Article in English | MEDLINE | ID: covidwho-611003

ABSTRACT

At the end of 2019, a novel coronavirus (severe acute respiratory syndrome coronavirus 2; SARS-CoV-2) was detected in Wuhan, China, that spread rapidly around the world, with severe consequences for human health and the global economy. Here, we assessed the replicative ability and pathogenesis of SARS-CoV-2 isolates in Syrian hamsters. SARS-CoV-2 isolates replicated efficiently in the lungs of hamsters, causing severe pathological lung lesions following intranasal infection. In addition, microcomputed tomographic imaging revealed severe lung injury that shared characteristics with SARS-CoV-2-infected human lung, including severe, bilateral, peripherally distributed, multilobular ground glass opacity, and regions of lung consolidation. SARS-CoV-2-infected hamsters mounted neutralizing antibody responses and were protected against subsequent rechallenge with SARS-CoV-2. Moreover, passive transfer of convalescent serum to naïve hamsters efficiently suppressed the replication of the virus in the lungs even when the serum was administrated 2 d postinfection of the serum-treated hamsters. Collectively, these findings demonstrate that this Syrian hamster model will be useful for understanding SARS-CoV-2 pathogenesis and testing vaccines and antiviral drugs.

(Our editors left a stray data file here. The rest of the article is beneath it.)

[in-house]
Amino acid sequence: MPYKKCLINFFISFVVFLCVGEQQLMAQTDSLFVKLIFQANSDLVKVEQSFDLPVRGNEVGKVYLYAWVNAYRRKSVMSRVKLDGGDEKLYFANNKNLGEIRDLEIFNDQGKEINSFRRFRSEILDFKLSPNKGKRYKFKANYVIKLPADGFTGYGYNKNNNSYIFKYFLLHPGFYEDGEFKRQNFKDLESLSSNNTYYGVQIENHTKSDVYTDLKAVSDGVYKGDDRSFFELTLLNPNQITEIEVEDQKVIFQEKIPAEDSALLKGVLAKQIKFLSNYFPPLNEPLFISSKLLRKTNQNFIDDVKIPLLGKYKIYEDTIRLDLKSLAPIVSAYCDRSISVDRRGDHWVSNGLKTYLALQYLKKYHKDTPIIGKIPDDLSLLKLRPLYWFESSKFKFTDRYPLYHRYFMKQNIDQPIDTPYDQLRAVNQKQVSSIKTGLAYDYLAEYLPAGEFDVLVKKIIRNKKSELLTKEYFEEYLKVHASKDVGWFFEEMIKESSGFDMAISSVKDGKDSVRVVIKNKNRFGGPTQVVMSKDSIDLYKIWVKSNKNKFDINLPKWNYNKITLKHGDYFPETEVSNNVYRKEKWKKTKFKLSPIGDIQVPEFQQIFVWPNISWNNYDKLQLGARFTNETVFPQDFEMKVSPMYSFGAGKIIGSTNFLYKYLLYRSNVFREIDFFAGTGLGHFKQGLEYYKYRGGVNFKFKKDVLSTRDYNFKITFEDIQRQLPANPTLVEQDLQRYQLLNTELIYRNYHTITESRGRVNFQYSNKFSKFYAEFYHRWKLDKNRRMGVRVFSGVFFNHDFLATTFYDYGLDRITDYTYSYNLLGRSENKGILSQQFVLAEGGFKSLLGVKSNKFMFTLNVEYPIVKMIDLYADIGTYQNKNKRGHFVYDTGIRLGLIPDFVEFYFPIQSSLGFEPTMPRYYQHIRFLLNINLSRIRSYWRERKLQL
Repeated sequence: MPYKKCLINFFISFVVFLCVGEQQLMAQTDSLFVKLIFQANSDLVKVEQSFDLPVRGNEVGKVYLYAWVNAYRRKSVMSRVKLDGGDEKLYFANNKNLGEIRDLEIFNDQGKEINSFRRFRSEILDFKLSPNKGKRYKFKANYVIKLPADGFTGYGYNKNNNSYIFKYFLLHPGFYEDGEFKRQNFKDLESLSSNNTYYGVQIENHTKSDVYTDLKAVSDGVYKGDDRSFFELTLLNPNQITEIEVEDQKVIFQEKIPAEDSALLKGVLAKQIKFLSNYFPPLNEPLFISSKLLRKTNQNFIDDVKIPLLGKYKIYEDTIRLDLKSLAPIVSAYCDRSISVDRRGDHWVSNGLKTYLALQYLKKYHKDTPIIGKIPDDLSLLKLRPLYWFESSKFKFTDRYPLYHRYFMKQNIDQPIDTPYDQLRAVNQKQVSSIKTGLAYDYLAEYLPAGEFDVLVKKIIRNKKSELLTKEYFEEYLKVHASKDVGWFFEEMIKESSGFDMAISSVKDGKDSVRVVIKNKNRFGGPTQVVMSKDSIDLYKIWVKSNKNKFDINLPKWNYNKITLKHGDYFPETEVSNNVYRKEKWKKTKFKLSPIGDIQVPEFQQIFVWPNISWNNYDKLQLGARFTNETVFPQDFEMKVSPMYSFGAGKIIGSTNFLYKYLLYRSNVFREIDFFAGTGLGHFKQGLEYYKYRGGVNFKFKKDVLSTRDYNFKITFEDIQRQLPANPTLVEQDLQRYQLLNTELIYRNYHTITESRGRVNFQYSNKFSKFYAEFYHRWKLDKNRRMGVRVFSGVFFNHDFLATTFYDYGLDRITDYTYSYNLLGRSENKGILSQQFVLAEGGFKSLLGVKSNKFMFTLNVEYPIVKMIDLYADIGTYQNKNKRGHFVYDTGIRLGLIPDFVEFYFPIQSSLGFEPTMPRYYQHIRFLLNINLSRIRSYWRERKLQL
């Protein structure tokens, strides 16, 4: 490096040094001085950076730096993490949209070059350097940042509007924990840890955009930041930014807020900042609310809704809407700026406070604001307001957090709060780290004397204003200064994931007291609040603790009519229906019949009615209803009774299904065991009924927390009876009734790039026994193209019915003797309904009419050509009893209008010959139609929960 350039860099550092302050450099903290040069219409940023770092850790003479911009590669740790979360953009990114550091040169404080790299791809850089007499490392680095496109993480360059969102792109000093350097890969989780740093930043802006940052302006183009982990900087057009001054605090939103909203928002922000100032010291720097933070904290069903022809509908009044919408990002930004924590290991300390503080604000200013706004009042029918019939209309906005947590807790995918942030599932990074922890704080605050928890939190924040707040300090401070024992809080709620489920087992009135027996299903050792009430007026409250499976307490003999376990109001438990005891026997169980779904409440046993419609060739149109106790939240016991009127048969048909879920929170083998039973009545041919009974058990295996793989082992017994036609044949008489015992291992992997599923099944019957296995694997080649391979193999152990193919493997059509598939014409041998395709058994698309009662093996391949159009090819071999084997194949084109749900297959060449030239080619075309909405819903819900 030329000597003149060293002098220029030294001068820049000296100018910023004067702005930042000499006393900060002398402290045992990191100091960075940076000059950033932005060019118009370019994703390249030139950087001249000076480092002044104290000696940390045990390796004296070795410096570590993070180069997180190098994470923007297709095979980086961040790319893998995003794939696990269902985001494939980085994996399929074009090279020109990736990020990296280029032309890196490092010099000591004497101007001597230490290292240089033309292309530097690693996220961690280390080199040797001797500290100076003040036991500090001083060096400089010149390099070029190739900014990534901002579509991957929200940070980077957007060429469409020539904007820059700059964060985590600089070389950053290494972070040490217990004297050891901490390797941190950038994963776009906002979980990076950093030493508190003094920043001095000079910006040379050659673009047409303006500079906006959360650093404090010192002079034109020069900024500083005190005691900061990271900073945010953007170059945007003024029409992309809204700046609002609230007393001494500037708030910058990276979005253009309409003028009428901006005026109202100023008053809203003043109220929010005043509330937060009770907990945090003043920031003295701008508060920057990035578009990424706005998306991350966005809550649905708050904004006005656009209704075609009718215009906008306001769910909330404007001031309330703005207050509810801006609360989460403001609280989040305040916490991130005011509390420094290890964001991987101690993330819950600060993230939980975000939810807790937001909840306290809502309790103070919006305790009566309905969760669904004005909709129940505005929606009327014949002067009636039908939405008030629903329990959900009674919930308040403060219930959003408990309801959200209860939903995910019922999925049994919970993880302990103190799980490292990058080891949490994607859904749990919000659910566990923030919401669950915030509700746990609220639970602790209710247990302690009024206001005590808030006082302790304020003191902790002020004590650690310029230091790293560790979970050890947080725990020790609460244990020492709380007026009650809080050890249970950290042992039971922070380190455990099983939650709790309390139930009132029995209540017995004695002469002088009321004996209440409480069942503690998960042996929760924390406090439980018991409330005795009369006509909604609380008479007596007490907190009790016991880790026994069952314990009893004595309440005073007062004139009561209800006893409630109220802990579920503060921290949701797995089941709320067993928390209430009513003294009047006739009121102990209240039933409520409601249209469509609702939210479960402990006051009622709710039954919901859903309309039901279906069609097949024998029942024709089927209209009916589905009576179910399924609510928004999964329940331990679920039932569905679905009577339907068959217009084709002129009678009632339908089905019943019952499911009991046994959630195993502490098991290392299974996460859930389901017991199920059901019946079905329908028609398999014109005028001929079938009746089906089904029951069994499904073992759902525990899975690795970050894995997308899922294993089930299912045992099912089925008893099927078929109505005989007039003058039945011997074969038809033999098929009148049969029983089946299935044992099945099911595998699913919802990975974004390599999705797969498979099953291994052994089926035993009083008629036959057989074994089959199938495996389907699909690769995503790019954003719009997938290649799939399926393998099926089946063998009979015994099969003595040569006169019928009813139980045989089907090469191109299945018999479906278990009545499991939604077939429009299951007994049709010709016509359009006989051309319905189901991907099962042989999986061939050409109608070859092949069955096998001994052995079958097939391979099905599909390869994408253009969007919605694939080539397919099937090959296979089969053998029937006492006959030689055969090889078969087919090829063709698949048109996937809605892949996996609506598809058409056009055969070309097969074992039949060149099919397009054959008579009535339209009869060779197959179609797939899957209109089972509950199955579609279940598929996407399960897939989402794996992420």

Subject(s)
Coronavirus Infections/virology , Disease Models, Animal , Lung/pathology , Pneumonia, Viral/virology , Animals , Antibodies, Neutralizing/blood , Antibodies, Viral/blood , Betacoronavirus/pathogenicity , Betacoronavirus/physiology , COVID-19 , Cell Line , Chlorocebus aethiops , Coronavirus Infections/pathology , Coronavirus Infections/therapy , Cricetinae , Humans , Immunization, Passive , Lung/diagnostic imaging , Lung/virology , Mesocricetus , Pandemics , Pneumonia, Viral/pathology , Ribonucleoproteins/chemistry , SARS-CoV-2 , Vero Cells , Viral Proteins/chemistry , Virus Replication